ACLU of Louisiana Criticizes Fifth Circuit Court of Appeals Decision to Toss Suit of Man Beaten by Police, Blames LA’s Statute of Limitations

By Kaylynn Chang

NEW ORLEANS, LA  — The ACLU of Louisiana criticized a ruling this week by the Fifth Circuit Court of Appeals, which dismissed a Section 1983 action brought against DeSoto Parish Sheriff’s Office deputies by Jarius Brown—a Black man beaten by officers who were later criminally charged by the U.S. Dept. of Justice for their actions.

According to the U.S. Code Section 1983, this section enforces the rights granted by the 1964 Civil Rights Act and the US Constitution by allowing “Every person who, under color of any statute, ordinance, regulation, custom, or usage, of any State or Territory…shall be liable to the party injured in an action at law”

The ACLU said Brown, following a non-violent traffic stop, was “transported to DeSoto Parish Sheriff’s Office,” where “while changing (into prison clothes) and despite full compliance on Mr. Brown’s behalf, the DeSoto Parish deputies began to beat Mr. Brown without legal justification, warning, or provocation.”

Per the ACLU’s statement from Case #22 from their Justice Lab website, Brown was “brutally beaten by DeSoto Parish Sheriff’s Office deputies in violation of his US Constitutional Rights.” 

Keeping the attackers “liable under Louisiana state law for their violent attack,” the ACLU states Brown sued using Section 1983 to hold “DeSoto Parish deputies accountable for their violation of citizens’ rights under the U.S. Constitution and Louisiana state laws.”

However, the ACLU’s case was refused by the U.S. District Court for the Western District of Louisiana because of Louisiana’s “one-year residual statute of limitations.” 

This statute, according ACLU’s Case #49 from the Justice Lab, limits the time to one-year to file the suit from the incident.

The ACLU argued Louisiana’s statute of limitations “impermissibly contravenes the federal interests underpinning Section 1983 as it both discriminates against and fails to account for the practicalities inherent to preparing Section 1983 claims predicated on police brutality.”

Case #49 states that in his appeal to the Fifth Circuit Court, Brown “argued that the District Court erred in applying this one-year limitation to his Section 1983 claim.”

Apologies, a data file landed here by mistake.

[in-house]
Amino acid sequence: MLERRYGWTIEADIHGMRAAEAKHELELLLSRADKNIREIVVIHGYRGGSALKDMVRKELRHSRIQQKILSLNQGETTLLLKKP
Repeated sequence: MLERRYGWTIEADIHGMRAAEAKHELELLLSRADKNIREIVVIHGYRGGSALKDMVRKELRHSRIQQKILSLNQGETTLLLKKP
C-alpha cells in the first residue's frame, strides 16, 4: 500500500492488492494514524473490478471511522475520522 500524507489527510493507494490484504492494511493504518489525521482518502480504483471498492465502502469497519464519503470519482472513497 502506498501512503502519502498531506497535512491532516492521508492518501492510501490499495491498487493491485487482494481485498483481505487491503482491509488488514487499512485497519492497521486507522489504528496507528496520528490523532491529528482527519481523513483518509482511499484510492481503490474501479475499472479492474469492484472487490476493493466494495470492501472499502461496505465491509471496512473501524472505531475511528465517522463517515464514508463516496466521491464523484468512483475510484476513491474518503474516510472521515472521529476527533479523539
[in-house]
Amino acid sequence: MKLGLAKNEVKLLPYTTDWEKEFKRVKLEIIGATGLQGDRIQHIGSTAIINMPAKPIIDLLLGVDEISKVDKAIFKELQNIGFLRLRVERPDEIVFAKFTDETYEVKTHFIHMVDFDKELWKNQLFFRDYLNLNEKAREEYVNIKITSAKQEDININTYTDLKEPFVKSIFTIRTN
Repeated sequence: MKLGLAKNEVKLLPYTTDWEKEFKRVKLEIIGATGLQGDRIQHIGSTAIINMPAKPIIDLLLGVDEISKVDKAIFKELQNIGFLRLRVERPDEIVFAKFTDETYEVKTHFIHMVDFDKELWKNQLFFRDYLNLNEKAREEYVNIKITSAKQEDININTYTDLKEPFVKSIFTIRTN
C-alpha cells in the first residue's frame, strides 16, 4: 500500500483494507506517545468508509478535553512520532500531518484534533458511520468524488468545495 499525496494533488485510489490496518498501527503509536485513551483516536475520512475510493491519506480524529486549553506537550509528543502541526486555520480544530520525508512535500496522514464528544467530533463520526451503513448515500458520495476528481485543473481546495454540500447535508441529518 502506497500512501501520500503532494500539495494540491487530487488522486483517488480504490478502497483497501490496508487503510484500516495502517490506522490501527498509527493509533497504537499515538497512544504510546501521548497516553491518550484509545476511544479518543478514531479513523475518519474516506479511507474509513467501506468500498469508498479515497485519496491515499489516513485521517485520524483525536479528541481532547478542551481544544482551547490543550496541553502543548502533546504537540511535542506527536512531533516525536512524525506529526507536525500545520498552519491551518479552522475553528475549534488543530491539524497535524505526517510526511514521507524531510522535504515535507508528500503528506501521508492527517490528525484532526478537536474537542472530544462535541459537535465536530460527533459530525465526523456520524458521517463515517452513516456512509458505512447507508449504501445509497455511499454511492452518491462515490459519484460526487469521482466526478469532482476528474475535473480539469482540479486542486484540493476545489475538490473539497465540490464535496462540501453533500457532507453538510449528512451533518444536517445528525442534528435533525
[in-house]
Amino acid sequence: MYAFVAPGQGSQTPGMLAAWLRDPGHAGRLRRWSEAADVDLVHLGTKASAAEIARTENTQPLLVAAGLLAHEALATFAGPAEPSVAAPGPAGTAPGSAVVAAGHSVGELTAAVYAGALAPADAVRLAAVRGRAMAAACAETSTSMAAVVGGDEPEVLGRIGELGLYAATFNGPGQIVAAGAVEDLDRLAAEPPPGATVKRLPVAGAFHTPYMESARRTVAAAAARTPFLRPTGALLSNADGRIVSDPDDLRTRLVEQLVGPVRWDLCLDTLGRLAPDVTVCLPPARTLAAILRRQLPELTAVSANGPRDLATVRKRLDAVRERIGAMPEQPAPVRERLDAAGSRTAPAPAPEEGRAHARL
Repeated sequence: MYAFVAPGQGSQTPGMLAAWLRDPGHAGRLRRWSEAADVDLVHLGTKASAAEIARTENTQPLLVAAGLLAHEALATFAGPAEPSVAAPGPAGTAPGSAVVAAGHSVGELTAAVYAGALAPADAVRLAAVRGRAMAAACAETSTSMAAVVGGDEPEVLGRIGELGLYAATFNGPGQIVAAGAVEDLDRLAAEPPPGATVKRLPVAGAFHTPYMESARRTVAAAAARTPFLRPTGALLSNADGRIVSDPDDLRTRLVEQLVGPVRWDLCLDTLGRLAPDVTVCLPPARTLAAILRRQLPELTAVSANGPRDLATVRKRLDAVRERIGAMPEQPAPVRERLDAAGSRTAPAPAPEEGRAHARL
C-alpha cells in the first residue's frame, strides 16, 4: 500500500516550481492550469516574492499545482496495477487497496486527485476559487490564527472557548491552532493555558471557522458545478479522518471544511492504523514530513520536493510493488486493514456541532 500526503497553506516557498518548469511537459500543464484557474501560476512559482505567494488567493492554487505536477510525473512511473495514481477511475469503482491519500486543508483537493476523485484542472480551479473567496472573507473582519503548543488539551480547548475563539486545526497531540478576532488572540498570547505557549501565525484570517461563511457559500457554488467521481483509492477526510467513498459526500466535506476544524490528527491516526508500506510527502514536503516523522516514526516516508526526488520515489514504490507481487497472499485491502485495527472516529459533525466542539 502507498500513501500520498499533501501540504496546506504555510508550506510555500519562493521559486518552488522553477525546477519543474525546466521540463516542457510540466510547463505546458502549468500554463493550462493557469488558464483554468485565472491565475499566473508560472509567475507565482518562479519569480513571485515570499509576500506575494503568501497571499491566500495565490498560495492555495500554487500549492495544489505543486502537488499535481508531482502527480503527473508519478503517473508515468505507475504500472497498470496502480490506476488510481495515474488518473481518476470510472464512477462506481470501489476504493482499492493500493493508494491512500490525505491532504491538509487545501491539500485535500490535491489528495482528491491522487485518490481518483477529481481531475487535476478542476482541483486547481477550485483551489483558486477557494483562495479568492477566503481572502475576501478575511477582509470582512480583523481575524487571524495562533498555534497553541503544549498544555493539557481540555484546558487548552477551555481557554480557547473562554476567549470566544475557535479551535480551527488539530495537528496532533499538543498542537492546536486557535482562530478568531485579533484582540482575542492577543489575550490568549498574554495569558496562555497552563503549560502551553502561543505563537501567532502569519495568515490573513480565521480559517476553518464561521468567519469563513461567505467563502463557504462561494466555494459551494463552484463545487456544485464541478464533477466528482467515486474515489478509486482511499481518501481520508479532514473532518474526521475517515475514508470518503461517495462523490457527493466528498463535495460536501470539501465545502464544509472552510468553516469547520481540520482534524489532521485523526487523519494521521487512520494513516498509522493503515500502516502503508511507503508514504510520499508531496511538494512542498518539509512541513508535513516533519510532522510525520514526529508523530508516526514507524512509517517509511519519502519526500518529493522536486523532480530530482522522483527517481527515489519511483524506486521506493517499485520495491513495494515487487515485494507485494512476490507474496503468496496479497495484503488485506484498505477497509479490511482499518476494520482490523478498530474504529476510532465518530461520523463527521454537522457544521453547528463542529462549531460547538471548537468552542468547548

Yet the Fifth Circuit Court agreed with the lower court, “dismissing Mr. Brown’s lawsuit” and stating in its decision that only the U.S. Supreme Court “can clarify how lower courts should evaluate practical frustration” of a victim’s Section 1983 claim.”

Case #49 notes Brown is now pursuing action using “Section 1658, which provides a limitations period of four years for federal claims (that) would better effectuate the federal interests underpinning Section 1983…the four-year period should be applied to Mr. Brown’s federal civil rights claim.”

With the newest appeal still in motion, the ACLU said it is urging Congress “to solve this problem by creating a uniform statute of limitations for Section 1983 claims, such that all victims of civil rights abuses, regardless of location, will have sufficient time to seek redress in federal court.”

About The Author

Kaylynn Chang is an undergraduate student at UC Berkeley looking to major in Legal Studies with a strong interest in criminal justice and judicial law. Having years of experence with journalism and leading a publication, she loves to look for the stories of her community, focusing on the hidden voices and intriguing tales of people. She hopes to attend law school in the future, but for now she is looking to gain experience and experiment with her path. A passionate creator, a cafe connoisseur, and a library enthusiast, Kaylynn is always looking for small adventures along with accomplishing big goals.

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